This study examined the impact of linking misleading information to a particular occurrence of a repeated event. Children aged 5- to 6-years took part in the same staged event four times and 16 target details varied in each occurrence (e.g., the colour of a cloak varied each time). Three days or three weeks later they were asked questions, some of which included false information, about the final occurrence. The next day, the children were required to recall what happened in the final occurrence. Compared to children whose biasing interview was not focused on any particular occurrence of the repeated event, linking the biasing interview to the final occurrence increased the number of suggested details that were reported. Interestingly, the children whose biasing interview was not focused on any occurrence were also less likely to report the false suggestions than another group of children who had only experienced the event once and whose biasing interview was linked to that single occurrence. These findings have implications for how lawyers and investigative interviewers question children about multiple incidents.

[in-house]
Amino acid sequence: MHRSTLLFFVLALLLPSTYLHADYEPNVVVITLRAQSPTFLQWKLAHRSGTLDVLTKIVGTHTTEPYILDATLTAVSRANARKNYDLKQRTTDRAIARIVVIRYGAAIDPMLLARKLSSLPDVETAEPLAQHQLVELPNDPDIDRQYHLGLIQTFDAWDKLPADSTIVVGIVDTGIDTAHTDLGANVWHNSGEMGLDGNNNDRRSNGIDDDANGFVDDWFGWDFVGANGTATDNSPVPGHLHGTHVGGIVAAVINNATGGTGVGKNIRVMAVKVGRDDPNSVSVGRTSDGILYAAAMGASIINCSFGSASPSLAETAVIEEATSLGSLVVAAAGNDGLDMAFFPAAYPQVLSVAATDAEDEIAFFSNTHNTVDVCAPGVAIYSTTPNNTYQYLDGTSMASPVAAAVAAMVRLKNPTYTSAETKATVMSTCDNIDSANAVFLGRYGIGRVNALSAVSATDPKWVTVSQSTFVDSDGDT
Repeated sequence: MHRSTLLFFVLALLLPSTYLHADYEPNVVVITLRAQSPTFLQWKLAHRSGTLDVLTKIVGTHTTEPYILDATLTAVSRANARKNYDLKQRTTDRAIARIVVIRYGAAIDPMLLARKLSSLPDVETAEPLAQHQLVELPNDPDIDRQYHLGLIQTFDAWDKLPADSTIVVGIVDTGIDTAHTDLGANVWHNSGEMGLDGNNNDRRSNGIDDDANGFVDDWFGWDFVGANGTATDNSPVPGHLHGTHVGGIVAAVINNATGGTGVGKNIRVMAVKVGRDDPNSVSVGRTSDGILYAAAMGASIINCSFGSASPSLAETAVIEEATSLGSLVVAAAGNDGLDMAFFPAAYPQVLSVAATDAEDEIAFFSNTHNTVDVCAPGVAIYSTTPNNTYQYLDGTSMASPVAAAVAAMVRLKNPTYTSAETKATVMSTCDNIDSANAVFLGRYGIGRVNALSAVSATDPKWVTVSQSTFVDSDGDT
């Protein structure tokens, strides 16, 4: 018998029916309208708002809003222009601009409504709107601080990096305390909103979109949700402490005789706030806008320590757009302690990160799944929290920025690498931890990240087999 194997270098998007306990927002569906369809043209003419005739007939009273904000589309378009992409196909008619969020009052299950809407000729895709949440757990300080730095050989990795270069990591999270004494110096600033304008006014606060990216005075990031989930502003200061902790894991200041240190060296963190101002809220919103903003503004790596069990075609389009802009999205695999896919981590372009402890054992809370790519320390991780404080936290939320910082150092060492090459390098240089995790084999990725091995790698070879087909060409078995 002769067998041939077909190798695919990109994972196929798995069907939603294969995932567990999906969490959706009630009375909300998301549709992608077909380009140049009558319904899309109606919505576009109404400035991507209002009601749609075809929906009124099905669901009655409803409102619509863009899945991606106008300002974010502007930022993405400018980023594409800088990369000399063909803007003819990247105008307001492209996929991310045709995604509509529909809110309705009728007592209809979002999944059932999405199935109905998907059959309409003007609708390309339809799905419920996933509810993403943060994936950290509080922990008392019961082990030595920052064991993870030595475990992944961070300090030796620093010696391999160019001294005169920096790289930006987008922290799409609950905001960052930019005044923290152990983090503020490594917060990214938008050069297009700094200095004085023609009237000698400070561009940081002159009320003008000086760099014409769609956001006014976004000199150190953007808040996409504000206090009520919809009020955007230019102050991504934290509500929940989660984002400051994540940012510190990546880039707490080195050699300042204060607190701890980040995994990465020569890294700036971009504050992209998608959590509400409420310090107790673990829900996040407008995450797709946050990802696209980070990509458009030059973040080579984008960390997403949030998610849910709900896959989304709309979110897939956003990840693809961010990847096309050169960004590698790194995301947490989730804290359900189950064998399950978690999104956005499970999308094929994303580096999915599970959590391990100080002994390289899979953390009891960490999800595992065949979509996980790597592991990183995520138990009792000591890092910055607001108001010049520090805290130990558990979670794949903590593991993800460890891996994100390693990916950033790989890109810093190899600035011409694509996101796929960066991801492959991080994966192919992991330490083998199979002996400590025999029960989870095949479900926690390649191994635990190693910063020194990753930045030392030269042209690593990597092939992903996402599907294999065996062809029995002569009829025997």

Powell, M.B., Roberts, K.P., & Thomson, D.M. (2000). The effect of a suggestive interview on children’s memory of a repeated event: Does it matter whether suggestions are linked to a particular incident? Psychiatry, Psychology, & Law, 7, 182-191. DOI: 10.1080/13218710009524984